The icon by master Olexiy presents a comprehensive version of the subject which became widespread from the 14th century. The center of the composition features a bed with dormant Mary (the Dormition in contrast to the death emphasized the divinity of the Mother of God). It is surrounded with groups of the Apostles, Church Fathers, women, and two deacons. To the left two biblical prophets, David and Solomon, are standing. All of them are imbued with the feeling of grief and mourning. In the center, behind the bed, there is the figure of Christ in Glory who holdsthe soul of the Virgin in His hands. Behind the wall there is the city of Jerusalem.
The upper section of the icon illustrates the event of the miraculous transference of the Apostles by angels to Jerusalem: at the moment of Mary's dormition they happened to preach in different parts of the world. They are placed in twelve medallions on narrow cloudlets, each of them having a head with on open bill resembling either a bird or a fish. Scholars maintain that such a metaphor follows an antique tradition according to which various creatures found their reflection in various outlines of clouds. In religious art birds were symbols of angels while in Ukrainian folklore a swallow used to herald the coming of the Lord. In the upper center of the icon master Olexiy represented the Mother ofGod enthroned; above, angels set in the medallion open to her the Heavenly Gates.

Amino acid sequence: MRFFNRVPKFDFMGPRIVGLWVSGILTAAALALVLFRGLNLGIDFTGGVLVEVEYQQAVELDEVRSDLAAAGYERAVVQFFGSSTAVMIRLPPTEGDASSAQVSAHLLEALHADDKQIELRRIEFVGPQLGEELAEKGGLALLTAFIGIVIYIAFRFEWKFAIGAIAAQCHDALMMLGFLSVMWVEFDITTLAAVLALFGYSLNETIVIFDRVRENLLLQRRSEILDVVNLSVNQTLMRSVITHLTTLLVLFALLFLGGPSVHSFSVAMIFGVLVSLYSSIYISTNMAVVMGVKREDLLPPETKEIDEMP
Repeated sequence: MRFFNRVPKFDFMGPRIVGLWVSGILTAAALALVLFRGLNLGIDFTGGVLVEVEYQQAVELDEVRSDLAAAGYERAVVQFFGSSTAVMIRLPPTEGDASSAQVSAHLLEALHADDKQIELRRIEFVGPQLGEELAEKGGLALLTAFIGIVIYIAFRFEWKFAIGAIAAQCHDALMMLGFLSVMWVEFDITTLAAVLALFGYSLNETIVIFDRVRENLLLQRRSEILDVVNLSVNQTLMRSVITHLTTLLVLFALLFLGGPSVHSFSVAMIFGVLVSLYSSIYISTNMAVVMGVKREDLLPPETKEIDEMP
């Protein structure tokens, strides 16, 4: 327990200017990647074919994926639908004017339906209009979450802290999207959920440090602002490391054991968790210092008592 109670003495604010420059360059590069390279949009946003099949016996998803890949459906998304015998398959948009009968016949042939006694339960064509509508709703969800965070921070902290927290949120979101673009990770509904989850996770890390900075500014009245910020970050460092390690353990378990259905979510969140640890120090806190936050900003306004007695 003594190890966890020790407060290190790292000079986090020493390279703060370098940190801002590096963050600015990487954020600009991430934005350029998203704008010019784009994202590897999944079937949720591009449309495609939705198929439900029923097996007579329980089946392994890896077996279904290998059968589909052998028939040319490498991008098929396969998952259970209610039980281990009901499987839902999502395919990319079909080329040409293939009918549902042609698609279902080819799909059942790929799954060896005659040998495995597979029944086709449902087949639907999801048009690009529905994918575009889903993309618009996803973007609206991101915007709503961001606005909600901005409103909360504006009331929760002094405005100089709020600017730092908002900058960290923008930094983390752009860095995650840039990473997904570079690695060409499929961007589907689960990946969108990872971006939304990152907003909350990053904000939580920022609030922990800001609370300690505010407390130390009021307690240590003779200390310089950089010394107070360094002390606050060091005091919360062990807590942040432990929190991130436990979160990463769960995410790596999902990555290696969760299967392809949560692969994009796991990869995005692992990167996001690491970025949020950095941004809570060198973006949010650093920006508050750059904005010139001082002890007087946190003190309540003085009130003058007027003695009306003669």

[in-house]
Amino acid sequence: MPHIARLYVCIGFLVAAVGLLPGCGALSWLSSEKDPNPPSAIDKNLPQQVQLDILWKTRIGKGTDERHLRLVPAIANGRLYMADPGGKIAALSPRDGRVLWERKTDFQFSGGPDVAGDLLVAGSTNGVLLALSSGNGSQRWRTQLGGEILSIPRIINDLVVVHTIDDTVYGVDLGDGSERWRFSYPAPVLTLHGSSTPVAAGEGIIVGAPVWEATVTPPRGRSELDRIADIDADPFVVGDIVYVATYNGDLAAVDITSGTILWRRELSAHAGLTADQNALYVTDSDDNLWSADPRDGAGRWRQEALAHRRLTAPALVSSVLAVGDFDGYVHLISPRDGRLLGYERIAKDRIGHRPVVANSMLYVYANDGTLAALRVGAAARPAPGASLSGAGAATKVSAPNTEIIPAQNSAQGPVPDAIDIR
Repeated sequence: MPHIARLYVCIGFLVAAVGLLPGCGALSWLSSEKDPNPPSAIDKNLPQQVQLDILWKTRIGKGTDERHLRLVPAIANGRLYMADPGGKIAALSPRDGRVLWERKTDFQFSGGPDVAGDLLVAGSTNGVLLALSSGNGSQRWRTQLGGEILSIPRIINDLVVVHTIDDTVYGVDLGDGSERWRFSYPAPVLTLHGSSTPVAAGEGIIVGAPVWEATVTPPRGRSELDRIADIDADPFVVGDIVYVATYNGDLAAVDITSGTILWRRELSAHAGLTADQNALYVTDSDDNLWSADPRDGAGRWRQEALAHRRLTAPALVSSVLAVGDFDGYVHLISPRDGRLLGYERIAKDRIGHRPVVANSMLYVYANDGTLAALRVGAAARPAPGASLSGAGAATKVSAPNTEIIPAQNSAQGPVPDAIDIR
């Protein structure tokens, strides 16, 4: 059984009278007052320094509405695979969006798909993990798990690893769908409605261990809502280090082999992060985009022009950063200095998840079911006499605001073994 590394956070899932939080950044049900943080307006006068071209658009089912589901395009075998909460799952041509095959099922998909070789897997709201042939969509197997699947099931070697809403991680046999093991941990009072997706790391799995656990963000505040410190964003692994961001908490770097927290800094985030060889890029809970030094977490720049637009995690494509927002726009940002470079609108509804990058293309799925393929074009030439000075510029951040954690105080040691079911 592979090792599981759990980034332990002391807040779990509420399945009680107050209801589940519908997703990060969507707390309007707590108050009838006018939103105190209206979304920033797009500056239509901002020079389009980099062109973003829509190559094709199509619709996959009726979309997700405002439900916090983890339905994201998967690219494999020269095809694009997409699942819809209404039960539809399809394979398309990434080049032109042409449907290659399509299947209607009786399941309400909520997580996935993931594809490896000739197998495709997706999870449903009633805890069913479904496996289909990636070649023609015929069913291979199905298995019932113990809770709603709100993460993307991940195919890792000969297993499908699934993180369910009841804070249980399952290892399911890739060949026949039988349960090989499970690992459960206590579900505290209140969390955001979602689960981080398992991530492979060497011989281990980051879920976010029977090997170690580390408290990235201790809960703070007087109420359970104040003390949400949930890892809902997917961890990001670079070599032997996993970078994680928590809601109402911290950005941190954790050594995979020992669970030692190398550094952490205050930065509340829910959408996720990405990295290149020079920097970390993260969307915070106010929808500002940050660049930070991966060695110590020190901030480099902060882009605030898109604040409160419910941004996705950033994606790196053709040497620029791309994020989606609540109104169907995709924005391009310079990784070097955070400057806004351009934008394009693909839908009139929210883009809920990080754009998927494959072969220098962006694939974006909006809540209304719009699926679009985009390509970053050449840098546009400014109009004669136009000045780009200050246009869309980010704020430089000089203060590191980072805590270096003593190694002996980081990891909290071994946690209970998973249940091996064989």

A scene in the foreground follows apocryphal narrations about a Jewish priest Auphonius who had an evil intention to desecrate Mary's body. But the Archangel Michael cut off his hands which grew fast to the Virgin's bed.


Mid-l6th century
131 x 97. Egg tempera on lime wood.
From the Church of the Exaltation of the Holy Cross in Drohobych, Lviv region.
170k, jpeg.